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in a good place

January 31, 2009

It may not last, but at this moment, I’m in a confident, good place in my training.

It’s true, every 20 miler has gotten progressively slower. But I think that’s a function of my running with Natalie, who’s recovering from her 70.3 (I can’t even comprehend that kind of endurance event). And I’m thankful for her company; she’s a steady pacer and good conversation for many miles, an unflagging, happy partner on the road.

I’m happy to do most of my training by myself. I pace myself, I recover and run slowly when tired, and run fast when I feel like it. I wrote my own training schedule , fitting it around my life. I also tweak it myself, doing the workouts when I feel like it, pushing myself most of the time but occasionally giving myself a break or swapping a rest day for an easy day when I need to.

But I’m blessed with happy running friends, too, with whom I can run on occasion. This switches up my training and helps me run faster without burning out. In addition, it helps me glean great training tips and keeps me motivated along the way to greater goals.

I’m one 50-mile week away from taper. Though I know some would consider 50 miles extremely light for marathon training, I’m going to have to trust them to do the job for me for my first 26.2. Anything higher would have risked injury–even this mileage level is leaving me close to burnout. And it’s my first marathon. I don’t intend to race it, but to treat it as a learning experience. I intend to put in more miles, more speedwork, and more varied training, if I ever decide to race another.

Though I intended to do more speedwork, I think in the final balance I was wise to shuck it in favor of easier miles that would be easier on my legs. Risking injury wasn’t worth speed, not for this marathon. Increasing mileage was the primary goal, and doing speedwork was an additional stress that I had to sacrifice to the higher purpose of running the race at all.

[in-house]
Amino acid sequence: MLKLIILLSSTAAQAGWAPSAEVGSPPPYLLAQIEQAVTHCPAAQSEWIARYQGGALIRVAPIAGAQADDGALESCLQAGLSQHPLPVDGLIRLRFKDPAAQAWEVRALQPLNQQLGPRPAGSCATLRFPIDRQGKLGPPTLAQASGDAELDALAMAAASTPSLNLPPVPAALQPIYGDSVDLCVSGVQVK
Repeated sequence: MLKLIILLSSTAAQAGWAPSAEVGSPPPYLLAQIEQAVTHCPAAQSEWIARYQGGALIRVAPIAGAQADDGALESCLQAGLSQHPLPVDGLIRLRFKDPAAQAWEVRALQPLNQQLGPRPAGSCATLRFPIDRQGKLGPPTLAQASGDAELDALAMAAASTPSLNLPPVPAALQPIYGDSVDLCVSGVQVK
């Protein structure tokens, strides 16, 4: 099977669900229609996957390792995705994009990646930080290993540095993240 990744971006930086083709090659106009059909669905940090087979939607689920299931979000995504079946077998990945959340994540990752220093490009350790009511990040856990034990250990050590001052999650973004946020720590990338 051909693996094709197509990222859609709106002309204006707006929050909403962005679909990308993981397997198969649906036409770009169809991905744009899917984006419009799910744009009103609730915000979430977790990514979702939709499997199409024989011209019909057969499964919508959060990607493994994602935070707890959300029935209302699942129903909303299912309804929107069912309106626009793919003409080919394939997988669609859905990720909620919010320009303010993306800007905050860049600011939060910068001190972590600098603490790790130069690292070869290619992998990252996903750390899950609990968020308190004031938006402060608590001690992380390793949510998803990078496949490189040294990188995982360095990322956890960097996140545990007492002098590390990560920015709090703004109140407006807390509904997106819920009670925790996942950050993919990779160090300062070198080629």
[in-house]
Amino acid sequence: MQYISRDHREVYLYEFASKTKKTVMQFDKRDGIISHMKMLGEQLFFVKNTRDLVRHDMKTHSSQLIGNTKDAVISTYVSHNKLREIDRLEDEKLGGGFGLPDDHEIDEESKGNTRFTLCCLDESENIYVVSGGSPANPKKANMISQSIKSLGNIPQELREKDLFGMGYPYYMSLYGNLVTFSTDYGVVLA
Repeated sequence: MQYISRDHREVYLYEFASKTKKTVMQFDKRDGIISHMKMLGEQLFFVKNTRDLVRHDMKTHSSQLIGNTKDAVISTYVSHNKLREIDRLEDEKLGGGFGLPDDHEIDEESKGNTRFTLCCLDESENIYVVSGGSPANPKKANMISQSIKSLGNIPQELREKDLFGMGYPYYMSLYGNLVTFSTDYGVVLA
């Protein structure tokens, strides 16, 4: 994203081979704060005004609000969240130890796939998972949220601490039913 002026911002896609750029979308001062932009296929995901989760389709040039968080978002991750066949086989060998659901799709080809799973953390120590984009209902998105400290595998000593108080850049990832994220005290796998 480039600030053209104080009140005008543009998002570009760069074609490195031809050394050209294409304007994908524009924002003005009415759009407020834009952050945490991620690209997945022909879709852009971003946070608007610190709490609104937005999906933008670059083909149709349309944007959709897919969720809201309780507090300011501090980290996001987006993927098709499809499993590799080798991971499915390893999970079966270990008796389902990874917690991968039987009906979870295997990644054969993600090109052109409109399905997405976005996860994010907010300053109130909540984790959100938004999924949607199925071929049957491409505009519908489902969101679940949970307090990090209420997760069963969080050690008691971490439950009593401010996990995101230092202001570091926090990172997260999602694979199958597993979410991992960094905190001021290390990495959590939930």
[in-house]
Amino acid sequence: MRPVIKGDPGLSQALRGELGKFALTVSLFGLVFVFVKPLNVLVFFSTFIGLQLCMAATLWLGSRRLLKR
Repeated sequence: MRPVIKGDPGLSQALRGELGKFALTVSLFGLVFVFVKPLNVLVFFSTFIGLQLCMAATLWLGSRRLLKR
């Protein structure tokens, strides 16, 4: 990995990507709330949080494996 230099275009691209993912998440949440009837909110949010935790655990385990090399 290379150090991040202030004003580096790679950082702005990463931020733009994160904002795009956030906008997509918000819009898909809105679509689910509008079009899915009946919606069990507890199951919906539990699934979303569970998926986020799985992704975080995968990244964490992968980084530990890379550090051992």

And I didn’t shirk on my long runs or my daily mileage, though it was more than tempting. The darkness is pervasive at 5 o’clock, even in Florida.

I’m thrilled that I scheduled four 20-mile runs, and I’ll be even more thrilled if two of them end up crossing the 20-mile threshold; last week’s was 21 ½ and I hope to make it to 23 next week. I’ve learned more about fueling and pacing from those runs than I can put in these entries, and the confidence that I’ll have at the starting line, knowing I’ve covered that distance, is intangible but real.

Finally, looking at my pacing for those longer runs is giving me the additional confidence to know that the projected times I’m looking at on the marathon pace band I intend to wear on race day might be achievable. To run 9:30 miles, then 9:15, and then sub-9 at the end of a 20-mile run is encouraging and instructive–pacing and fueling well are key.

Can I keep my mind from playing tricks on me during three whole weeks of taper? It remains to be seen.

Today, I’m in a good place: thankful for good training, good friends, for running.

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